“Maria’s now under the employment of Tony Stark and she’s now working with him to privatize security,” Smulders said. “It’s very fun being a thread to be able to tie the TV show and the movies together. That’s been a lot of fun. But yeah, she’s got a bigger job now. She’s working, like I said, with Tony, and she doesn’t have S.H.I.E.L.D. at her disposal anymore, so it’s a much more difficult job.”
Johansson, who plays another kick-ass female character, Black Widow, was also asked about how her character has changed over time and her emotional journey throughout Age of Ultron.
“There’s some sense finally of there being a kind of normal, in a way,” Johansson said of the film’s opening scenes. “I mean, it’s a well-oiled machine where, you know, we’re tag teaming each other. It’s finally like the introductions are over and we’re at work, like we’re digging our heels in. And at the end of Avengers 2 I think Widow is, you know, she let her guard down, she was hopeful for something. I think she had this moment of false hope.”
Speaking of character development, fans of Jeremy Renner’s Hawkeye will be happy to know he actually has some in this film, after spending a lot of the first on the sidelines under Loki’s control.
“Well, I speak in this movie, which is awesome,” Renner says of the differences between the two installments. “And I become part of the team, which is awesome. And dive into some really killer aspects of [the character]. When sitting down with Joss, and even Kevin [Feige] back in the day, talking about why I liked him, why I wanted to play Hawkeye, because I didn’t understand, I could never do like what these gentlemen do. I don’t have that creative of a mind. I understood Hawkeye in the sense of he’s a human just with a high skill set, so I could tap into that, and I feel like I got to explore a little bit more of that, even outside the skill set.”
The new cast members also got their turns to speak, at least for a little bit. Spader talked about being thrown into the role of a giant killer robot on his first day. In addition to providing the voice, he also did some motion capture work and was present on the set when shooting with the other actors.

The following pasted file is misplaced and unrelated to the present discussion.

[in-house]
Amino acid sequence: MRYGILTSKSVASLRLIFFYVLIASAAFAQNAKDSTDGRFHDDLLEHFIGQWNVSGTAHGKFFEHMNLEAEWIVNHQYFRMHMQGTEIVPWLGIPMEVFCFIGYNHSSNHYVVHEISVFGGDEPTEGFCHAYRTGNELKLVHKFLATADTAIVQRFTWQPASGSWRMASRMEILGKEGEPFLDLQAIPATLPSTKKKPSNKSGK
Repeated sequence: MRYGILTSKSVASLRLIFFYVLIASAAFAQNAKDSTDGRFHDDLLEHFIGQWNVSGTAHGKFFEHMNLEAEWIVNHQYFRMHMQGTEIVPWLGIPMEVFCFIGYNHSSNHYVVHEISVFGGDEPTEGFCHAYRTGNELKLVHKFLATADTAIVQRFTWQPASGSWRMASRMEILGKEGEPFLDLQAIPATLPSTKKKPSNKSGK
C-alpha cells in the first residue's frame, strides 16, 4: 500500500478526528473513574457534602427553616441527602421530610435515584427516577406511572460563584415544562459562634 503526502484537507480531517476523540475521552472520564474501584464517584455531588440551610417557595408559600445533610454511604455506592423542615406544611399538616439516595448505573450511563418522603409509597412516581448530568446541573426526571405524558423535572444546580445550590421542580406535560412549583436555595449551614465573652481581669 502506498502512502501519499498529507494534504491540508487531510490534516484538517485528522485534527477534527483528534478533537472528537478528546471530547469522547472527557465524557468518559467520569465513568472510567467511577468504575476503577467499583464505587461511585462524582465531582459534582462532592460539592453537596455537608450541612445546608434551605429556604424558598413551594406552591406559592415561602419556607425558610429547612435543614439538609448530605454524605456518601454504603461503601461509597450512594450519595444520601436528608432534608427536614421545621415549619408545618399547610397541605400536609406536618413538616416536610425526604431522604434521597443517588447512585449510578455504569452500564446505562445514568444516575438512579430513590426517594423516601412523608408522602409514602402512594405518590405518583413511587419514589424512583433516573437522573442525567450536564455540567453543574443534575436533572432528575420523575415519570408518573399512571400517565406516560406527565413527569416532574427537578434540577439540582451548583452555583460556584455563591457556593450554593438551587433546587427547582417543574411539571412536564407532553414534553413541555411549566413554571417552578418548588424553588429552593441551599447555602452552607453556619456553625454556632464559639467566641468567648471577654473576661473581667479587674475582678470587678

“I arrived in London and within the first half hour they put on a suit, they put on all this gear, and I’d gone through a range of motion,” Spader recalled. “And then within 15 minutes I was watching me walk around a big room, moving and doing this and that and everything else, and watching Ultron, or at least a formative stage of Ultron, on a monitor in front of me. And it started right there. And the next day I was on set shooting a scene with Scarlett. And so really that pace was what it was, through the entire project. And luckily I’d had some conversations with Joss and one fantastic meal with a whole bunch of wine to figure out who this guy was. And that was it. That really was it. It was just trying to hold on.”
Olsen and Taylor-Johnson, who play super-powered twins Wanda and Pietro Maximoff (AKA Scarlet Witch and Quicksilver), were asked if their previous work together as husband and wife in 2014’s Godzilla helped them develop chemistry as siblings.
“I think it’s only a benefit,” Olsen said. “I mean, it’s kind of intimidating joining this group so I’m glad I got to do it with Aaron by my side.”
Taylor-Johnson agreed. “Yeah, it was comforting to know, stepping on set, when it was such a big ensemble and cast, that you kind of had some to feel comfortable with. Absolutely, yeah.”
The last newcomer to the film wasn’t really a newcomer at all. Paul Bettany has been a part of the MCU since he first recorded the voice for Tony Stark’s A.I. assistant J.A.R.V.I.S. in Iron Man. In Age of Ultron, he takes on the physical role of the Vision, a mysterious, benevolent android. The dual role is no coincidence, but we can’t say any more than that without giving too much away.
When asked about the differences between the two roles, Bettany cut right to the practical aspects of the job. “The main difference is I have to show up,” he said. “You know, the great thing is being able to work with all these incredibly creative and talented people. However, I also now have to show up at junkets, you know, so everything’s a double-edged sword.”